Live like we believe it

Text: Mark 1:9-15

I don’t know exactly why it was that the Spirit pushed Jesus out of the baptismal waters right into the wilderness to undergo temptation, but every year at this time we read this story to begin our Sundays in Lent. 

So, it seems like a hint, doesn’t it? That the Spirit of God, which we receive at our baptisms, directs us, recruits us, presses us forward and deeper into our lives with God. That the Spirit is active in our lives and is sometimes most likely to show up as disruption. 

In the Gospel of John, which has a lot more to say about the Spirit than any of the other Gospels, Jesus proclaims that it is the Spirit that will lead us, his followers, into truth, even when that truth might be at the edge of the unbearable. It is the Spirit that is with us, opening our eyes, prompting us, when we are listening for what it is that God is doing in the world and what it is that God wants us to do in the world, even when, or perhaps especially when, we are exhausted, confused, frustrated, and lost. Even and especially when we are in a wilderness time or place.

I have always loved the season of Lent, which was new to me when I became an Episcopalian thirty years or so ago. Maybe I still feel the zeal of a convert, but I love the fact that we intentionally take a season to look at the direction in which our lives are headed and to discern if this direction is actually going towards God or going away from God.

I love that to answer that question we have to also be intentional about looking for where God is, what God is up to, to tune in to how it is that the divine shows up in the world around us.

I love the imagery of Lent, the wilderness, the angels and wild beasts, even the temptation part, and understanding that this is not just long ago and far away. There are wildernesses in our lives now, and temptations too. Temptation to go along with the world’s values instead of following Jesus’s commands to love our neighbors as ourselves. Temptation to take shortcuts to expediency, to act now and think later, to let fear and anxiety fuel our actions. Temptation to look for quick answers and see everything in black and white because daily discernment and thoughtful prayerand tending to our spiritual lives feels too demanding in such a busy world as ours.

I love that when Jesus says repent and believe the good news, he isn’t just talking about saying ok to an idea. He’s saying live like you believe that good news. Live like you believe that God wants life for you. Live like you believe that no matter how hard it all gets, God, Jesus, the Spirit will be with you. Live like you believe that God wants life for everyone because everyone belongs to God. Live like you believe that God has given and will give new life even in the midst of death and that Jesus - the fact of him, and his words, and his actions - shows us how to live even in the midst of wrenching loss and grief.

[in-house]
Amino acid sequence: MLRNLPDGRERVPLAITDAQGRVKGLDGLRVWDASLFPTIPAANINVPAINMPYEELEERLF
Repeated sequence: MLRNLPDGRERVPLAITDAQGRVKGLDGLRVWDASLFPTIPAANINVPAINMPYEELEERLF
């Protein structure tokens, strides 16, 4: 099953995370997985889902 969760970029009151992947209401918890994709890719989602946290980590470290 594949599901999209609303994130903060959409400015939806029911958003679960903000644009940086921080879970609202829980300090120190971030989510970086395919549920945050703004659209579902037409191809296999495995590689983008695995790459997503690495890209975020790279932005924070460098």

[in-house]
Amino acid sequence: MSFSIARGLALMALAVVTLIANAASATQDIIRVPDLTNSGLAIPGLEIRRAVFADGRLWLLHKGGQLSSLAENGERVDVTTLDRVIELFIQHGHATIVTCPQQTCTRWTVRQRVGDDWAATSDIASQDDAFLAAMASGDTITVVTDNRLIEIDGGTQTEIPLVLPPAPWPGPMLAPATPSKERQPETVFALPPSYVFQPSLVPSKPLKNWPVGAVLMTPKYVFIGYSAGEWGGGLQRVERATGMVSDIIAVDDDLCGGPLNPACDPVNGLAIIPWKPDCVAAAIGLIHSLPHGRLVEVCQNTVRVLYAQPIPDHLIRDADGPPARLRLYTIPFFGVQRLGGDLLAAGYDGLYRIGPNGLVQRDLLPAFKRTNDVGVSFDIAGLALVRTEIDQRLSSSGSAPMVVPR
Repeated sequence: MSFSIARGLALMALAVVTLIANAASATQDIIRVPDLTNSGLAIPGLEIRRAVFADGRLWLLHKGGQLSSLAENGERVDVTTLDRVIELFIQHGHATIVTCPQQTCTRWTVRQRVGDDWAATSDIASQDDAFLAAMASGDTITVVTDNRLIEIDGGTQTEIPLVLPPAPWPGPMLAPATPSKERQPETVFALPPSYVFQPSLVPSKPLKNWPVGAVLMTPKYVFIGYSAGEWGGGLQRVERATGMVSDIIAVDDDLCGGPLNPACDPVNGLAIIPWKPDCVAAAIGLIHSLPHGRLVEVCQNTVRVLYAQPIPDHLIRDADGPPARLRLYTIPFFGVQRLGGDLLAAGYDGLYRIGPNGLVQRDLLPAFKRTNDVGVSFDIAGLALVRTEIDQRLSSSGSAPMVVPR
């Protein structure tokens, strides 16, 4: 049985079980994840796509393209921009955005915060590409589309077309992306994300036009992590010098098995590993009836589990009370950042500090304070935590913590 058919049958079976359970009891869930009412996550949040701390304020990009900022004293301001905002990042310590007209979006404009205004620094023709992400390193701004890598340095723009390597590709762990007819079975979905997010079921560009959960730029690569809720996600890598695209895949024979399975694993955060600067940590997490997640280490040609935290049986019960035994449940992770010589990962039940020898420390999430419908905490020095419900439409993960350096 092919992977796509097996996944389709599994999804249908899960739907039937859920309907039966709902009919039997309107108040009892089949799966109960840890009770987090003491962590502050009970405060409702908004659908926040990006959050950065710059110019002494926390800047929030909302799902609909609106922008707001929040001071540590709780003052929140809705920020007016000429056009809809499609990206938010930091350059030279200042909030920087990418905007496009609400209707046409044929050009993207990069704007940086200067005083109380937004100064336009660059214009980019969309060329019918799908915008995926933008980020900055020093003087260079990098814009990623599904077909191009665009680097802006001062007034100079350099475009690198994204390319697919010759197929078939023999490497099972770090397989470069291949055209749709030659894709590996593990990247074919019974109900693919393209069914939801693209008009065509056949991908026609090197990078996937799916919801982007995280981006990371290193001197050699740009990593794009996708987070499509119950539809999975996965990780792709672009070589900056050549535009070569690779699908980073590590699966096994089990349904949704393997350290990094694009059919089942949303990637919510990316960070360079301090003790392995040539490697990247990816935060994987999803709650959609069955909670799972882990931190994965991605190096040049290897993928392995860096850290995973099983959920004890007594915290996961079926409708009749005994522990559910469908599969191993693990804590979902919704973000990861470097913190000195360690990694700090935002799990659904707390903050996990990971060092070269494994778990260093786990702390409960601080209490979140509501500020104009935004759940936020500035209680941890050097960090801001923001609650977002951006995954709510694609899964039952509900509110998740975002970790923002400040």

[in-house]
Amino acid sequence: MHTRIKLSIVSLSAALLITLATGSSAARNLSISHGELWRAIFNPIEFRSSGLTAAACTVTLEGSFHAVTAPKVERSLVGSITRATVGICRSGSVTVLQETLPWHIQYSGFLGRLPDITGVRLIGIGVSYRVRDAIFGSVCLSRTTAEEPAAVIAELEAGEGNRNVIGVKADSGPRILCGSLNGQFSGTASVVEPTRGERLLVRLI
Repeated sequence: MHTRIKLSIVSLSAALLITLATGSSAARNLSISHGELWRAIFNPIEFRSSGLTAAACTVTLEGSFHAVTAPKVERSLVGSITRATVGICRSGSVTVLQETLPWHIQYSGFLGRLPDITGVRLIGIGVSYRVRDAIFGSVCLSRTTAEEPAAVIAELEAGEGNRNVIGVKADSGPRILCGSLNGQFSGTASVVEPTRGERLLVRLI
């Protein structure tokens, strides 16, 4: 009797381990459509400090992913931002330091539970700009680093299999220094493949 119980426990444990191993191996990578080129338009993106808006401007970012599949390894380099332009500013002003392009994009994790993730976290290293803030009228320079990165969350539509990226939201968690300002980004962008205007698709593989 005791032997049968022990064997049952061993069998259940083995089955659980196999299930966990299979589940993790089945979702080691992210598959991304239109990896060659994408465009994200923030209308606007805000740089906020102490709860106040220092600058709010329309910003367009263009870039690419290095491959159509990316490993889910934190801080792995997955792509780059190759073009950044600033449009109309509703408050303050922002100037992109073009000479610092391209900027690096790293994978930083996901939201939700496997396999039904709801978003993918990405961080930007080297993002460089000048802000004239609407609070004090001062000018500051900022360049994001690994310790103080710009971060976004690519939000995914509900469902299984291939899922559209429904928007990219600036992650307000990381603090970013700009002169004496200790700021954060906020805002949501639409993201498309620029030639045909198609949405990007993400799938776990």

I love that Lent makes clear that the Spirit is not just a comforter but also a disrupter and that wilderness time is necessary for real life, the kind of life that gushes up like a spring of water to nourish everything around it.

I love that this story begins not in the Temple, not in the courthouse, not in the halls of a king or queen, but in the wilderness, on the edges, out there in a liminal space where there are beasts and also angels, where there is temptation and also courage and clarity and time - the proverbial 40 days and 40 nights, which in the Bible means “the time it takes to complete something.” So in this story and in our own wilderness story, there is enough time to discern one’s identity, one’s mission, one’s values and purpose.

I mentioned on Ash Wednesday that during Lent this year we are definitely in the wilderness which is often how transition time is described. And I suggested that our Lenten discipline this year would be well spent in discerning that identity and mission and purpose for our parish.

I suggested we turn upside down the usual questions of “what am I doing for Lent” this year and wonder about God instead of self. What does God want us to be in the world now? Where is God calling us now? What new life is beginning  and how might we use our resources to nurture and encourage that new life?

It’s easy to get caught up in the details of giving up and taking on and let that be our focus during Lent. Avoiding chocolate or caffeine or alcohol or swearing or speeding or shopping at Target (yes, I know someone who gave that up for Lent one year) can take up a lot of our energy and time. And don’t get me wrong, Lenten practices that help us remove obstacles to deeper and more authentic life are good to do.

It’s a little harder to let ourselves be in the wilderness and to look beyond our daily activities to inhabit these big questions about divine activity and new life and  what it is that God needs us to be right now.

But whether we like it or not, the Spirit has led us into this wilderness and the Spirit will be with us in it and will tend to us as we face the temptation to rush through the season and miss the opportunity we have to deepen our relationship with God and neighbor, and to follow Jesus by living like we believe the good news that God is always in the business of new and abundant life.